Abstract: Entrepreneurship is predominantly associated with the activities of an individual actor €Ӡ the entrepreneur. It has also been related to the concept of firm ownership (e.g. Foss and Klein, 2005). This may lead to the conjecture that a collectively-owned firm is a setting for collective entrepreneurship. However, such reasoning encounters a number of taxing questions. If entrepreneurship is usually related to the individual, how does the collective embody entrepreneurial spirit and lead to effective outcomes? These and other questions will be addressed in this paper, which is mainly based on a review of the literature. The paper starts by providing an overview of the different schools of (economic) thought on entrepreneurship. Subsequently we discuss the implications for the conceptualization of entrepreneurship when it is not carried out by an individual but by a group of people. Finally, the notion of collective entrepreneurship will be framed within the context of the producer-owned firm in agriculture, by considering conditions under which collective entrepreneurship can be attributed to the cooperative.
    Keywords: entreprepreneurship, cooperative, pro, Agribusiness, Industrial Organization,
    Date: 2008
  13. By: Merwan Engineer; Ian King; Nilanjana Roy
    Abstract: Planning strategies that maximize the Human Development Index (HDI) tend towards minimizing consumption and maximizing non-investment expenditures on education and health. Interestingly, such strategies also tend towards equitable outcomes, even though inequality aversion is not modelled in the HDI. A problematic feature of strategies that maximize the HDI is that the income component in the index only role is to distort the allocation between health and education expenditure. Because the income component does not play its intended role of securing resources for a decent standard of living, we argue that it is better to drop income from the index in considering optimal plans. Alternatively, we consider net income, income net of education and health expenditures, as indicator of capabilities not already reflected in the education and life expectancy components of the index. When net income is used in a modified HDI index, optimal plans yield a balance between allocations for consumption, education, and health. Finally, we calculate our modified indexes for OECD countries and compare them with the HDI.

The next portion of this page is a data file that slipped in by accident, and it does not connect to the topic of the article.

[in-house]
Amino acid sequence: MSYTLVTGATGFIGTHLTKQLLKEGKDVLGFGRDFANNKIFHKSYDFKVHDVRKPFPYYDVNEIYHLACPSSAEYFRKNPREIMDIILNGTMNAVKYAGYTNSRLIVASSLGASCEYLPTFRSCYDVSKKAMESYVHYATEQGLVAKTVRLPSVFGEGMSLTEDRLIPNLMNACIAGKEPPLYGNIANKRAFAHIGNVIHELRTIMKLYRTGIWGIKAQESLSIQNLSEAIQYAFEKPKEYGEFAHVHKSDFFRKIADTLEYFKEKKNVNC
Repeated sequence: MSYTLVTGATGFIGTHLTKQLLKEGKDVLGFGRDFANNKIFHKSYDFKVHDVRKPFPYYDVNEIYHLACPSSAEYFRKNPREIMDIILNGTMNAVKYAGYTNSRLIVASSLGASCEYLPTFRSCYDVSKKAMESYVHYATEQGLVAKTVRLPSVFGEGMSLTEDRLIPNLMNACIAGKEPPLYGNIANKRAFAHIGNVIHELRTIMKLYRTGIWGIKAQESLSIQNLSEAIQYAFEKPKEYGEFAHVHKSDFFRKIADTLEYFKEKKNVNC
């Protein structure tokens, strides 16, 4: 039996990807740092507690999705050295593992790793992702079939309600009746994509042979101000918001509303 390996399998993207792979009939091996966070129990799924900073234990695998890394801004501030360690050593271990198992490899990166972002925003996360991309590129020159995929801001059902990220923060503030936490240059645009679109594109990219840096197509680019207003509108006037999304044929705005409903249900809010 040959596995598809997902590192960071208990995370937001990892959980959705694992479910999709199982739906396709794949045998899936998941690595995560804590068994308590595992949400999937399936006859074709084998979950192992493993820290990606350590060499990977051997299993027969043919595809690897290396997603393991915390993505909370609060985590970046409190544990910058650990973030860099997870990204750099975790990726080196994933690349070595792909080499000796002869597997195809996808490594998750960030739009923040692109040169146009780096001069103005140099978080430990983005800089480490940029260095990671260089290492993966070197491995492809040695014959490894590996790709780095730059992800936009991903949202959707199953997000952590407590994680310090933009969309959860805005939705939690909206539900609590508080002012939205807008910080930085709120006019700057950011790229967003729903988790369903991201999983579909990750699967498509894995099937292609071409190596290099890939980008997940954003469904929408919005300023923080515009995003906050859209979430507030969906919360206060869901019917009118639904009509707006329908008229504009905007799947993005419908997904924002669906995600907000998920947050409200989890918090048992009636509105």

Keywords: Consumption; Human development index; Income; Inequality; Planning
    JEL: O21 O15
    Date: 2008
  14. By: de la CROIX, David (Université catholique de Louvain (UCL). Center for Operations Research and Econometrics (CORE))
    Abstract: We propose four arguments favoring the idea that medical effectiveness, adult longevity and height started to increase in Europe before the industrial revolution. This may have prompted households to increase their investment in human skills as a response to longer lives and initiated the transition from stagnation to growth.
    Keywords: life expectancy, height, industrial revolution, human capital, adult mortality.
    JEL: J11 I12 N30 I20 J24
    Date: 2008–08